Deliciously Vintage

P1020868   This is a book from the library chosen by Emily. The two of us generally can’t go into the library without coming home with some kind of cookery book. This one – Deliciously Vintage by Victoria Glass

“Sixty beloved cakes and bakes that stand the test of time”

There are a lot of tempting sweet treats in this book. So many familiar names like the jammie dodgers pictured on the cover, butterfly cakes, madeleines, battenburg, florentines, and all kinds of cookies and muffins and more. There are beautiful pictures of every recipe throughout this book (an essential in any cookery book to my thinking). Just browsing through it is a treat in itself. I have been trying to cut down on the number of sugary desserts we consume in this house, but I can’t  resist making a home-made cake or cookie once in a while. Emily recently made pineapple upside-down cake (not in this book) in a school cookery lesson and brought it home for us to share. It took me back to the experience of making it myself at school – many years ago – that was probably the last time I ate it. It’s a typical 1970’s pudding popular here in the UK – easy and cheap to make. You’d think times would’ve moved on in school cookery classes, but apparently not. For a few minutes I was right back there in the old classroom with the crowded tables and the heat of several ovens, and us children banging pots and pans and inadvertently showering the floor and each other with flour. It’s a strange thing how the taste of a certain food can take you back to a very particular time and place. Food is a very connecting thing. Shared by us all. The way it engages our senses of touch, taste and smell, it connects us with our memories and with each other in a special way, particularly when we are involved in the cooking itself. I chose the recipe for ‘snickerdoodles’. A traditional American cookie with a cinnamon sugar coating. I’ve never made or tasted them before, but they were easy to make and melt in the mouth delicious. Crispy on the outside and soft and chewy in the centre. And the added bonus of a house filled with the fragrance of baked cinnamon cookies which lingered until the next day 🙂


300g/1½ cups caster/granulated sugar

225g/15 tablespoons unsalted butter, softened

2 eggs

345g/2⅔ cups plain/all-purpose flour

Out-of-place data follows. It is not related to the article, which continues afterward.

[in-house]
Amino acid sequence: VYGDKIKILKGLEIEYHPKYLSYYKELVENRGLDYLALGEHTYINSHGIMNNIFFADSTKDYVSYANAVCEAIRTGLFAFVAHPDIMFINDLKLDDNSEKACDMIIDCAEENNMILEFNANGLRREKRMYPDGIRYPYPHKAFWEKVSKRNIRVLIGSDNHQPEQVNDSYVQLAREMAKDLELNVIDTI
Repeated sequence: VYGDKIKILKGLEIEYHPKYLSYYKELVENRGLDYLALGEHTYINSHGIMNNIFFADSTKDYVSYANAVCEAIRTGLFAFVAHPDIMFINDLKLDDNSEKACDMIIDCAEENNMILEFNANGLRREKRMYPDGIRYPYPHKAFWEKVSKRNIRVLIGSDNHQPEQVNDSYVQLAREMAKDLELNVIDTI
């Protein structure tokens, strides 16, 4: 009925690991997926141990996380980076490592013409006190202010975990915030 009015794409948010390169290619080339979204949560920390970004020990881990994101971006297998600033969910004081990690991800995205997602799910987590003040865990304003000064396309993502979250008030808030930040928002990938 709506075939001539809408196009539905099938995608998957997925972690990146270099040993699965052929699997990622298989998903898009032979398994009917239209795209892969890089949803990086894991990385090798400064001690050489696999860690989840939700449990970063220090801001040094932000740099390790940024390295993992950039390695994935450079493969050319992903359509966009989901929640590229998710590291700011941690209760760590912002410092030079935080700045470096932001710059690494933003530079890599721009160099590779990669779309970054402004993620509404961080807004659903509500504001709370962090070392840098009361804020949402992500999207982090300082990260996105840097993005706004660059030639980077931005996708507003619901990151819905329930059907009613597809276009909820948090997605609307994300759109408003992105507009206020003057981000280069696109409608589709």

2 teaspoons cream of tartar

1 teaspoon baking powder

¼ teaspoon salt

For the cinnamon coating:

50g/¼ cup caster/granulated sugar

3 teaspoons ground cinnamon

(2 large baking sheets, line with baking parchment) Makes about 60 Cookies

– Preheat oven to 200ºC (400ºF) GAs 6.

Cream the sugar and butter together in a large bowl until pale and fluffy. Gradually whisk in the eggs and sift over the flour, cream of tartar, baking powder and salt. Mix until the mixture starts to come together, then use your hands to bring the mixture together to form a dough. Put the cookie dough in the fridge for 30 minutes to firm up.

Dust your hands with flour and roll the dough between your hands into hazelnut-size pieces. Mix together the sugar and cinnamon in a shallow bowl and roll each ball in the sugar until thoroughly coated. Place the balls of dough on to the baking sheets with about 5 cm/2 in. between each one. Flatten each ball slightly with a palette knife.

Bake for 10-12 minutes, or until firm. Leave the cookies to cool for 5 minutes before transferring them to a wire rack to cool completely.

And try not to eat them all at once 😉


4 thoughts on “Deliciously Vintage

  1. I’m sure your Snickerdoodles were great. But my recipe is slightly different. It’s called The Best Snickerdoodle Recipe, and it really IS the best one I’ve ever used. It’s in an American cookbook. I’ll find it and share!

    Liked by 1 person

  2. looks like a lovely book and a lovely plate of cookies too – I do love cinnamon! I made pineapple upside down cake in cookery lessons too and have never had it since, it must be a rite of passage 🙂


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